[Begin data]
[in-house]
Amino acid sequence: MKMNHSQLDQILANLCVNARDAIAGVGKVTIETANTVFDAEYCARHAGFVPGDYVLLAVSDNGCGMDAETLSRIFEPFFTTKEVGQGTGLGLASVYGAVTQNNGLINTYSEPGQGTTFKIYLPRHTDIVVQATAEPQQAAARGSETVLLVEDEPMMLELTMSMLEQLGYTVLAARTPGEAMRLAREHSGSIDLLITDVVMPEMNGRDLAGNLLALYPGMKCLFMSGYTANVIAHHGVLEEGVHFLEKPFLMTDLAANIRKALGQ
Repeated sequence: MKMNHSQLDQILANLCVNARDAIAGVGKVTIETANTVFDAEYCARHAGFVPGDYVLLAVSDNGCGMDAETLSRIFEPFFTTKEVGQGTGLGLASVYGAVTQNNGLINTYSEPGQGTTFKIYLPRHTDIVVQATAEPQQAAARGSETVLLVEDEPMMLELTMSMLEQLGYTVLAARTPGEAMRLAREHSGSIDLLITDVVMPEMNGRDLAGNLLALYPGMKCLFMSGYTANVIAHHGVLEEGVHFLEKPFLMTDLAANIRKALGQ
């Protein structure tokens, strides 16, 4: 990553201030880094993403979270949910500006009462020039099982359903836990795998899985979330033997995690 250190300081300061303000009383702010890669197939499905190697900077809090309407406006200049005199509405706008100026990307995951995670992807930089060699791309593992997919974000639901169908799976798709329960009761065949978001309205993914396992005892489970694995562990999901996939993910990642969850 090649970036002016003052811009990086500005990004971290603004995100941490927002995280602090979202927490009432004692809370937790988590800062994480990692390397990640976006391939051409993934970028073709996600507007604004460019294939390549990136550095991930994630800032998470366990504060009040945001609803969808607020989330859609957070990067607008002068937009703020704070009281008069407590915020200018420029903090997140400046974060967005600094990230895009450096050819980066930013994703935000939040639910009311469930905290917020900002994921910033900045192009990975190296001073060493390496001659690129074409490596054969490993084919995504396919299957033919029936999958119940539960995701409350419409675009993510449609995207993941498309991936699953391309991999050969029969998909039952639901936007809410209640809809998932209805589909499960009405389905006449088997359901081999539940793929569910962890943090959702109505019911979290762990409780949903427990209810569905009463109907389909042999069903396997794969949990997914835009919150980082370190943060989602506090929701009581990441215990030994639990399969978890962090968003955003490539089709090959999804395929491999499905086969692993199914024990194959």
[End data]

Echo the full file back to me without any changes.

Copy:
[in-house]
Amino acid sequence: MKMNHSQLDQILANLCVNARDAIAGVGKVTIETANTVFDAEYCARHAGFVPGDYVLLAVSDNGCGMDAETLSRIFEPFFTTKEVGQGTGLGLASVYGAVTQNNGLINTYSEPGQGTTFKIYLPRHTDIVVQATAEPQQAAARGSETVLLVEDEPMMLELTMSMLEQLGYTVLAARTPGEAMRLAREHSGSIDLLITDVVMPEMNGRDLAGNLLALYPGMKCLFMSGYTANVIAHHGVLEEGVHFLEKPFLMTDLAANIRKALGQ
Repeated sequence: MKMNHSQLDQILANLCVNARDAIAGVGKVTIETANTVFDAEYCARHAGFVPGDYVLLAVSDNGCGMDAETLSRIFEPFFTTKEVGQGTGLGLASVYGAVTQNNGLINTYSEPGQGTTFKIYLPRHTDIVVQATAEPQQAAARGSETVLLVEDEPMMLELTMSMLEQLGYTVLAARTPGEAMRLAREHSGSIDLLITDVVMPEMNGRDLAGNLLALYPGMKCLFMSGYTANVIAHHGVLEEGVHFLEKPFLMTDLAANIRKALGQ
């Protein structure tokens, strides 16, 4: 990553201030880094993403979270949910500006009462020039099982359903836990795998899985979330033997995690 250190300081300061303000009383702010890669197939499905190697900077809090309407406006200049005199509405706008100026990307995951995670992807930089060699791309593992997919974000639901169908799976798709329960009761065949978001309205993914396992005892489970694995562990999901996939993910990642969850 090649970036002016003052811009990086500005990004971290603004995100941490927002995280602090979202927490009432004692809370937790988590800062994480990692390397990640976006391939051409993934970028073709996600507007604004460019294939390549990136550095991930994630800032998470366990504060009040945001609803969808607020989330859609957070990067607008002068937009703020704070009281008069407590915020200018420029903090997140400046974060967005600094990230895009450096050819980066930013994703935000939040639910009311469930905290917020900002994921910033900045192009990975190296001073060493390496001659690129074409490596054969490993084919995504396919299957033919029936999958119940539960995701409350419409675009993510449609995207993941498309991936699953391309991999050969029969998909039952639901936007809410209640809809998932209805589909499960009405389905006449088997359901081999539940793929569910962890943090959702109505019911979290762990409780949903427990209810569905009463109907389909042999069903396997794969949990997914835009919150980082370190943060989602506090929701009581990441215990030994639990399969978890962090968003955003490539089709090959999804395929491999499905086969692993199914024990194959």